Is it true that this initiative only applies to sales between strangers and those occurring at gun shows?
No. "Transfers" are not just limited to sales but apply to any situation where a firearm owner relinquishes possession unless specifically enumerated as an exception. This means that any time a person hands a firearm to another person, they are potentially exposing themselves to conviction for a misdemeanor that on a first offense can carry jail time of up to a year and a $2,000 fine. Despite this fact, the initiative’s supporters continue to portray the initiative as applying only to gun sales. What are they trying to hide?
Where do criminals get their guns?
According to the U.S. Department of Justice, 77 percent of criminals in state prison for firearm crimes get firearms through theft, on the black market, “on the street,” or from family members and friends. Less than one percent get firearms from dealers or non-dealers at gun shows.
ATF has reported, “[t]he most frequent type of trafficking channel identified in ATF investigations is straw purchasing from federally licensed firearms dealers.” Criminals defeat the background check system by getting guns through straw purchasers. The terrorists who attacked in San Bernardino, California, in December 2015, used firearms they acquired through an alleged straw purchaser.
I'm in the military and will be deploying with my unit. Can I leave my guns with a friend, my fiance' or a family member?
If passed, Question 1 would criminalize otherwise lawful transfers unless both parties appear jointly at a gun dealer, have a check run and are subjected to fees. "Transfers" are not just limited to sales but apply to any situation where a firearm owner relinquishes possession unless specifically enumerated as an exception. This means that any time a person hands a firearm to another person, they are potentially exposing themselves to conviction for a misdemeanor that on a first offense can carry jail time of up to a year and a $2,000 fine. Despite this fact, the initiative’s supporters continue to portray the initiative as applying only to gun sales.
As a Nevada concealed carry permit holder, I am exempt from the federally mandated background check. Can I purchase a firearm from a private individual without filling out paperwork and submitting to a background check at a licensed dealer?
Due to the background checks that permit holders go through to get a permit, under current law they are exempt from the background check requirement when acquiring a firearm from a licensed dealer. However, the initiative contains no such exemption, so permit holders would be exempt from a background checks when acquiring a firearm directly from a licensed dealer, but not when the same dealer facilitates a sale from another person to a permit holder.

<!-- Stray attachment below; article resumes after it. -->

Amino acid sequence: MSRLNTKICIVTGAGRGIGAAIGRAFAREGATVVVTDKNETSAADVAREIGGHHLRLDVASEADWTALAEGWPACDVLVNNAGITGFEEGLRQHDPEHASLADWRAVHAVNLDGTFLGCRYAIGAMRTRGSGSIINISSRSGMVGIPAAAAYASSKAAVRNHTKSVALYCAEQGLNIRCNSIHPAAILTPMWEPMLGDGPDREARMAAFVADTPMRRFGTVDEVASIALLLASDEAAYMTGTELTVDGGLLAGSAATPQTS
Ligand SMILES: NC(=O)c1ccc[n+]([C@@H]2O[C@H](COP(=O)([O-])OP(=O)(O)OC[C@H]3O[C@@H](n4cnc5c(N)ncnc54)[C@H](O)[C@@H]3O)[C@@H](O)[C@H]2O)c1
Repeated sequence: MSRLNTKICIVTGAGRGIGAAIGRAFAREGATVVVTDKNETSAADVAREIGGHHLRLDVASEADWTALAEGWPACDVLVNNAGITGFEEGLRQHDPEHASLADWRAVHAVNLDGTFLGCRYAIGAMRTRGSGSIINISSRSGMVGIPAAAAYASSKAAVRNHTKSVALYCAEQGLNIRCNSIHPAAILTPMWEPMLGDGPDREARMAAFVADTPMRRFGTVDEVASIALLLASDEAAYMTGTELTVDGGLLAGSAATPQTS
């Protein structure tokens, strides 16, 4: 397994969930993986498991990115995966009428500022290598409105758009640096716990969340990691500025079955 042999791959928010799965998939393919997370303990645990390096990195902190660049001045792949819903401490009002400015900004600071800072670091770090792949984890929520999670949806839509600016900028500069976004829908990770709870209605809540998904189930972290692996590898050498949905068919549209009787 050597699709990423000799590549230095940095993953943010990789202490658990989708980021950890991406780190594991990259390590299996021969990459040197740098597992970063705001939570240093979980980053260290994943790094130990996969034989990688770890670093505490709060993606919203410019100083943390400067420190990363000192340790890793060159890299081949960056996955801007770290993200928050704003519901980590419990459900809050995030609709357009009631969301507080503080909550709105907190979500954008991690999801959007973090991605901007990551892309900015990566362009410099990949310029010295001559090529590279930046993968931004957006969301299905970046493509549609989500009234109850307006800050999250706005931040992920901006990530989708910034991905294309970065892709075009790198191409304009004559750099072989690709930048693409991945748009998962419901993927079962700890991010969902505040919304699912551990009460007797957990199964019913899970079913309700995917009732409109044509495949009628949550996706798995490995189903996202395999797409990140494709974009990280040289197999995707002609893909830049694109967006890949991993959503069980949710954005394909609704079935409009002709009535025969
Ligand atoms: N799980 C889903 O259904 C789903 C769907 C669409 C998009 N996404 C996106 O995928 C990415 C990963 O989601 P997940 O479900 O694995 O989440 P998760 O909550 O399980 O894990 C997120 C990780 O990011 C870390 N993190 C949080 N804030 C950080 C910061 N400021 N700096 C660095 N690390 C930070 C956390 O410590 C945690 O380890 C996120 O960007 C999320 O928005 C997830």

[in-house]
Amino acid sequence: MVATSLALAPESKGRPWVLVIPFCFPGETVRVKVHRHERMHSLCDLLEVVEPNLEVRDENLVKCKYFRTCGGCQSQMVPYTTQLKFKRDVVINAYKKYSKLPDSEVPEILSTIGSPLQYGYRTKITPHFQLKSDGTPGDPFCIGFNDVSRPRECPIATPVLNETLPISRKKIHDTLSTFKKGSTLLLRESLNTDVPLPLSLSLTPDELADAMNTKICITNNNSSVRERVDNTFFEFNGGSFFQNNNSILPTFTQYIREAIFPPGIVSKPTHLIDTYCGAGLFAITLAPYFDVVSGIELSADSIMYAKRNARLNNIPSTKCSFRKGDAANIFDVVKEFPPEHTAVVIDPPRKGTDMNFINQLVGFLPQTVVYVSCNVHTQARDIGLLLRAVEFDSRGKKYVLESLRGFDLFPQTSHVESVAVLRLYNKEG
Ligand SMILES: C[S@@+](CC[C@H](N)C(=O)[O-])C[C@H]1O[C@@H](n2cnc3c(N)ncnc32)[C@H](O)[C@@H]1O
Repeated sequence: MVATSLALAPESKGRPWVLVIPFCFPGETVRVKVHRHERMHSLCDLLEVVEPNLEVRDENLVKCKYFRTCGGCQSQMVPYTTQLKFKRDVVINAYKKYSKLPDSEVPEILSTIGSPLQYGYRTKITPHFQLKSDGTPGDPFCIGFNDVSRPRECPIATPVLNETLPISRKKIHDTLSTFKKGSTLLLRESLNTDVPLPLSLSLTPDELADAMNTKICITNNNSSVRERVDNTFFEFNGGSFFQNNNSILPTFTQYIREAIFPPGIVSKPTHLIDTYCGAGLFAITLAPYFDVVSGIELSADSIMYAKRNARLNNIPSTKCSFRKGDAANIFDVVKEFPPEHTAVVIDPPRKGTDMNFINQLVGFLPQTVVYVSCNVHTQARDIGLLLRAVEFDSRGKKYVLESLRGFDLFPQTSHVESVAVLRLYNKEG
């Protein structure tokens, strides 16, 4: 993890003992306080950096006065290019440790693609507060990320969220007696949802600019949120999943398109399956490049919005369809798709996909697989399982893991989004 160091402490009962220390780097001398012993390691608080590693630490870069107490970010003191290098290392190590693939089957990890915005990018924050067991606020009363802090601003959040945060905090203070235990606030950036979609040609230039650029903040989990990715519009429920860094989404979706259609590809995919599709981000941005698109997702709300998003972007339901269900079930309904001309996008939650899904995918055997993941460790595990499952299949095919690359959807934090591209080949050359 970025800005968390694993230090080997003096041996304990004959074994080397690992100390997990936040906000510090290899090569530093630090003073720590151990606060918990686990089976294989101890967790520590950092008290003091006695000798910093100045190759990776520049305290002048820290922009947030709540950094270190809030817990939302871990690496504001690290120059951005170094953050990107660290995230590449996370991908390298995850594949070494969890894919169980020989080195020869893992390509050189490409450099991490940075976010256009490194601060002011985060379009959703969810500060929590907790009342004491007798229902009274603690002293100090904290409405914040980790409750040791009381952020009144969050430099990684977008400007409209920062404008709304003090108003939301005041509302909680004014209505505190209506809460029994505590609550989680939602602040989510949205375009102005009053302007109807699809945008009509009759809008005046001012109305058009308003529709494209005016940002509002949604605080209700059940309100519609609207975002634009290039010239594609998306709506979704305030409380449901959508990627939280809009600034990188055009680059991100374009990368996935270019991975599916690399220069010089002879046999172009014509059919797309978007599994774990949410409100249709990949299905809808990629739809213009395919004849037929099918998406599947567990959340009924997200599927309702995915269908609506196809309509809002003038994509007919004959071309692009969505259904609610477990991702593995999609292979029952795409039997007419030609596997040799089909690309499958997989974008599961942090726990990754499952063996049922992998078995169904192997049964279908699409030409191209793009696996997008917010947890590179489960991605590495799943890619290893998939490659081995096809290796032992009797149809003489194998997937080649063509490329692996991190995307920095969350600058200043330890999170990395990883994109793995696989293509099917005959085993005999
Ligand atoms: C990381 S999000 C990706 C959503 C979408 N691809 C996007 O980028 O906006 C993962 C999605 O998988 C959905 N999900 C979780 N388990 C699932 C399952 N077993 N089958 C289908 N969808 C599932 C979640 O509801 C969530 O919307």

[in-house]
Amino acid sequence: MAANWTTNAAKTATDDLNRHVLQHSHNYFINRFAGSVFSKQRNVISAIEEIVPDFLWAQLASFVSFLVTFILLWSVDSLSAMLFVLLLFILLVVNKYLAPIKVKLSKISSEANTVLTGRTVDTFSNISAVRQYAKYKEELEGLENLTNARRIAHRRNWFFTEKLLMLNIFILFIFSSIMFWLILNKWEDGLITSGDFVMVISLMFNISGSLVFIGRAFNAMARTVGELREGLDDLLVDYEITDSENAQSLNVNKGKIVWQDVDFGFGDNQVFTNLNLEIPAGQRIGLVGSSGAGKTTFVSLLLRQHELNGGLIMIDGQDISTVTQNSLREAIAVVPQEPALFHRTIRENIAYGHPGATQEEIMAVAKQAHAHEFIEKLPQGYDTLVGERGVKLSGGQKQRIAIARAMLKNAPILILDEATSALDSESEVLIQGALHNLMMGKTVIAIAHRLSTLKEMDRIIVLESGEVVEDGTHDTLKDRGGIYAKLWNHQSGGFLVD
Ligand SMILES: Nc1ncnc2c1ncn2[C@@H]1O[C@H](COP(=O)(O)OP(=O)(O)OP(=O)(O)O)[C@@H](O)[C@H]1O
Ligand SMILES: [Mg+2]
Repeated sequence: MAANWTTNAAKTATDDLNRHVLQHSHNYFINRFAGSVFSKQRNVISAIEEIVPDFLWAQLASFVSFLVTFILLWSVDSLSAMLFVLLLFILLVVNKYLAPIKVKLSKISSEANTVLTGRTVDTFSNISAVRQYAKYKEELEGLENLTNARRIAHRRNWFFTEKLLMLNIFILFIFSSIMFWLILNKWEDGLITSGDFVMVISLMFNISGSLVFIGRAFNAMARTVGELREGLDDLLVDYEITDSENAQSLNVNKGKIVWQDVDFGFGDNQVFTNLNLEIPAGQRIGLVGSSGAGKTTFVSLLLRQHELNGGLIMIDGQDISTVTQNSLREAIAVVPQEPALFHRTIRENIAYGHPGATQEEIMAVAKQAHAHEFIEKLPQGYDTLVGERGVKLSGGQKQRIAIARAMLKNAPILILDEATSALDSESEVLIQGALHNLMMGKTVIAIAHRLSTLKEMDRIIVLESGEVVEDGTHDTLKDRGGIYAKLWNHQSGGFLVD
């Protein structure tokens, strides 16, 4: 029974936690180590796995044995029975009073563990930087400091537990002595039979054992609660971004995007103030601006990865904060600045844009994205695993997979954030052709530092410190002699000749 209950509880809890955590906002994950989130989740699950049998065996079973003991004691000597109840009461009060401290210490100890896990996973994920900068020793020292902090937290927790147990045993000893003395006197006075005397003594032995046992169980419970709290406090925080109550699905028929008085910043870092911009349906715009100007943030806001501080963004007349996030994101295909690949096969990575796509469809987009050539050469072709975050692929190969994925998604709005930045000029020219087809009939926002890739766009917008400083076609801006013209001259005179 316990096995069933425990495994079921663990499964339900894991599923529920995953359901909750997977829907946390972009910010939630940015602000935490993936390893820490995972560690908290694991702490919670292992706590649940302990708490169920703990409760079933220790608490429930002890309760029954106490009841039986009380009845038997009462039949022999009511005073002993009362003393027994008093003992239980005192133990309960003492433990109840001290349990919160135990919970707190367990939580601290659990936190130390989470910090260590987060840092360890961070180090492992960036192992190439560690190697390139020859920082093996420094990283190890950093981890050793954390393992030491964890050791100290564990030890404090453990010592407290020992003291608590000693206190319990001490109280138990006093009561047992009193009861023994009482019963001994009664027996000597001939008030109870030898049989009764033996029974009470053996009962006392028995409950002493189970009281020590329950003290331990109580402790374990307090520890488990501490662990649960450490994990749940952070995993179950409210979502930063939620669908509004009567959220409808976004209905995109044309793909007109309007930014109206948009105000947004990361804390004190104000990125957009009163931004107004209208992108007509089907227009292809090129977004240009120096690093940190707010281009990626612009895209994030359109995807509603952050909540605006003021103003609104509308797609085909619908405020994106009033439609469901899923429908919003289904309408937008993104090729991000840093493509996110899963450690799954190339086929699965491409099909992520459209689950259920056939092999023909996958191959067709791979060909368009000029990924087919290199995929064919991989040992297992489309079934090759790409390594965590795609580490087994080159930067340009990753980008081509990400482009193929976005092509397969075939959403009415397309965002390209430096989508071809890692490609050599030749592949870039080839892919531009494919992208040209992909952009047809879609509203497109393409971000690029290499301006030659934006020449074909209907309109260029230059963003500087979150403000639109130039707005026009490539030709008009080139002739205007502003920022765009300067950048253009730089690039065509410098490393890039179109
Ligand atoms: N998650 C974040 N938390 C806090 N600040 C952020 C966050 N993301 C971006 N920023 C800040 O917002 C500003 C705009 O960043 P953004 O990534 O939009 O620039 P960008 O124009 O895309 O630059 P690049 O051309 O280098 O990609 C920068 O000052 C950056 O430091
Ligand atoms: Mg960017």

I'm going hunting with some friends. Can I borrow a gun for the hunt?
A firearm can be borrowed for hunting, but the transfer must take place in the hunting field rather than the transferor’s home.
Who's behind this initiative?
Good question. The initiative is being bankrolled by a coalition of billionaires who want to destroy the Silver State's proud traditions and support for our fundamental right to self-defense. Former New York City Mayor Michael Bloomberg and his gun control group, Everytown for Gun Safety, has already spent millions gathering signatures to put this initiative on the ballot. Bloomberg is joined by fellow billionaires Sean Parker and Elaine Wynn in providing financial support for Question 1.
My best friend has just separated from her partner due to a domestic violence incident, and wants to borrow a gun because she thinks he is stalking her. Is this loan allowed under Question 1?
A temporary loan of a gun to a friend for defensive use isn’t exempted under the initiative unless the loan is “necessary to prevent imminent death or great bodily harm,” and the loan lasts only as long as necessary to prevent such threat. A fear of a possible future attack isn’t enough. Unless these and the other elements of the defensive use exception apply, this loan is allowed only if you and your friend satisfy the background check, paperwork, and fee requirements at a federally licensed gun dealer’s premises.
What is the fee for a firearm transfer under Question 1?
Question 1 authorizes a licensed dealer to charge a "reasonable fee," but nothing in the initiative sets or limits this fee. Conducting background checks and filling out paperwork for guns that are not part of that dealer's inventory can be time-consuming. Typically, a dealer will charge anywhere between $20 to $50 for processing each private sale or transfer. For example, a non-exempt loan of a firearm will involve an initial fee for the transfer between the owner and borrower, and a second, separate fee for the “transfer” back to the owner.
Are transfers at shooting ranges exempt from the requirements of Question 1?
Question 1 allows only temporary transfers that occur exclusively "at an established shooting range authorized by the governing body of the jurisdiction in which such range is located." The "established shooting range" term is not defined. This language suggests that, to feel comfortable the exemption applies, the persons intending to participate in a "transfer" be familiar with the status of the shooting range as one "authorized" by the locality. There is no exemption for sharing guns on other kinds of target ranges, such as informal ranges on public land.
Ways You Can Take Action Now
Election Day 2016 will be here before you know it and, to ensure this gun-control initiative is rejected, we need your active participation now!